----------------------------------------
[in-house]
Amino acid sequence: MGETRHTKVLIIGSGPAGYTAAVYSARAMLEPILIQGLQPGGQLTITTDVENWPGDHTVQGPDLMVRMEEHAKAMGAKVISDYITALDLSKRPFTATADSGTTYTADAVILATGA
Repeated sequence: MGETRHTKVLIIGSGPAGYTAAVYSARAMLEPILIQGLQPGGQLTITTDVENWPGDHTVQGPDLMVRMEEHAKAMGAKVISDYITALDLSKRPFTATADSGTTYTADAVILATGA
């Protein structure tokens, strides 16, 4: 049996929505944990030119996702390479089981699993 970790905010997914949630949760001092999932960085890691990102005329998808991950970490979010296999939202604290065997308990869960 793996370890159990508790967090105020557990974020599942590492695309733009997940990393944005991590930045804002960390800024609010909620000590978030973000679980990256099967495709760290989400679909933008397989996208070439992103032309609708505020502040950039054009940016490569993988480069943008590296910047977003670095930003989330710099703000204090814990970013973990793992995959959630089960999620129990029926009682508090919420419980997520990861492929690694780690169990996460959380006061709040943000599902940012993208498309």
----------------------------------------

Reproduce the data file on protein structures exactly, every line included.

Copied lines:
[in-house]
Amino acid sequence: MGETRHTKVLIIGSGPAGYTAAVYSARAMLEPILIQGLQPGGQLTITTDVENWPGDHTVQGPDLMVRMEEHAKAMGAKVISDYITALDLSKRPFTATADSGTTYTADAVILATGA
Repeated sequence: MGETRHTKVLIIGSGPAGYTAAVYSARAMLEPILIQGLQPGGQLTITTDVENWPGDHTVQGPDLMVRMEEHAKAMGAKVISDYITALDLSKRPFTATADSGTTYTADAVILATGA
């Protein structure tokens, strides 16, 4: 049996929505944990030119996702390479089981699993 970790905010997914949630949760001092999932960085890691990102005329998808991950970490979010296999939202604290065997308990869960 793996370890159990508790967090105020557990974020599942590492695309733009997940990393944005991590930045804002960390800024609010909620000590978030973000679980990256099967495709760290989400679909933008397989996208070439992103032309609708505020502040950039054009940016490569993988480069943008590296910047977003670095930003989330710099703000204090814990970013973990793992995959959630089960999620129990029926009682508090919420419980997520990861492929690694780690169990996460959380006061709040943000599902940012993208498309």